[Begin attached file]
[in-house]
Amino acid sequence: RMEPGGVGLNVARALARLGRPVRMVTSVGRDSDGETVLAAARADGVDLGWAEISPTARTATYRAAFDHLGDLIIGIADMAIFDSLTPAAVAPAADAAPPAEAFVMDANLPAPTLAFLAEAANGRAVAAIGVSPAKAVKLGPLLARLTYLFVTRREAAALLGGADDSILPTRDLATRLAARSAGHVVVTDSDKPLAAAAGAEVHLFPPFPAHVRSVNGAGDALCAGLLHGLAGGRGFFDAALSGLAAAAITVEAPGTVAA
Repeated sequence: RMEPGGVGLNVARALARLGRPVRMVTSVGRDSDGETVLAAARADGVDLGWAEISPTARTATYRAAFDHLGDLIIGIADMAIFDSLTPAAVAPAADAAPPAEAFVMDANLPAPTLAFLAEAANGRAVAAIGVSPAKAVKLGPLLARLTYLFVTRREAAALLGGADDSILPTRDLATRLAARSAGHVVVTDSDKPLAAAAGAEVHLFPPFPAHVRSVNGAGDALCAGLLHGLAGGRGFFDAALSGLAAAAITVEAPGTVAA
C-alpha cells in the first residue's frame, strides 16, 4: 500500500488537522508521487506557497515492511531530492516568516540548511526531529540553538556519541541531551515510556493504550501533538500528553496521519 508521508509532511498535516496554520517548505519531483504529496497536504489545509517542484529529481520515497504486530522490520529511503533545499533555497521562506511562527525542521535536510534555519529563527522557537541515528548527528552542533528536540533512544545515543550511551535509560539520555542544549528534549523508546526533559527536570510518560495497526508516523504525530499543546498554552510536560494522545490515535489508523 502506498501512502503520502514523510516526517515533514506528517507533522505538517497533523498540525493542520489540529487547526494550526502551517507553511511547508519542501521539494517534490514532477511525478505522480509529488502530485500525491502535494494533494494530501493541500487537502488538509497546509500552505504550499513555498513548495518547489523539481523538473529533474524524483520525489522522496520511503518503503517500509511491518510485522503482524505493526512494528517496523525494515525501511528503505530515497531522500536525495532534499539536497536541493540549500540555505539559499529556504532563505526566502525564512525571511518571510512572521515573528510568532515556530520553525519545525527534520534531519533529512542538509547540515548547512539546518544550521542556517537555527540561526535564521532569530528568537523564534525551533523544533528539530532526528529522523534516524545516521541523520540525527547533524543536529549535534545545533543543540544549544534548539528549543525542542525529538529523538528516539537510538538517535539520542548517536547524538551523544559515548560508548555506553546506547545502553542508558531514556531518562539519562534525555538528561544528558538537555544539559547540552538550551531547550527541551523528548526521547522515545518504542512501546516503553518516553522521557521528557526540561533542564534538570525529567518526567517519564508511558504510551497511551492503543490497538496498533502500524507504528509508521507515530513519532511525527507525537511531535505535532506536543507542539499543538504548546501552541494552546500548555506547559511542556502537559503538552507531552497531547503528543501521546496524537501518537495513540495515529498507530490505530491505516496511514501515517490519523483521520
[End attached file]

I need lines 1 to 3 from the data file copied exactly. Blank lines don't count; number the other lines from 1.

[in-house]
Amino acid sequence: RMEPGGVGLNVARALARLGRPVRMVTSVGRDSDGETVLAAARADGVDLGWAEISPTARTATYRAAFDHLGDLIIGIADMAIFDSLTPAAVAPAADAAPPAEAFVMDANLPAPTLAFLAEAANGRAVAAIGVSPAKAVKLGPLLARLTYLFVTRREAAALLGGADDSILPTRDLATRLAARSAGHVVVTDSDKPLAAAAGAEVHLFPPFPAHVRSVNGAGDALCAGLLHGLAGGRGFFDAALSGLAAAAITVEAPGTVAA
Repeated sequence: RMEPGGVGLNVARALARLGRPVRMVTSVGRDSDGETVLAAARADGVDLGWAEISPTARTATYRAAFDHLGDLIIGIADMAIFDSLTPAAVAPAADAAPPAEAFVMDANLPAPTLAFLAEAANGRAVAAIGVSPAKAVKLGPLLARLTYLFVTRREAAALLGGADDSILPTRDLATRLAARSAGHVVVTDSDKPLAAAAGAEVHLFPPFPAHVRSVNGAGDALCAGLLHGLAGGRGFFDAALSGLAAAAITVEAPGTVAA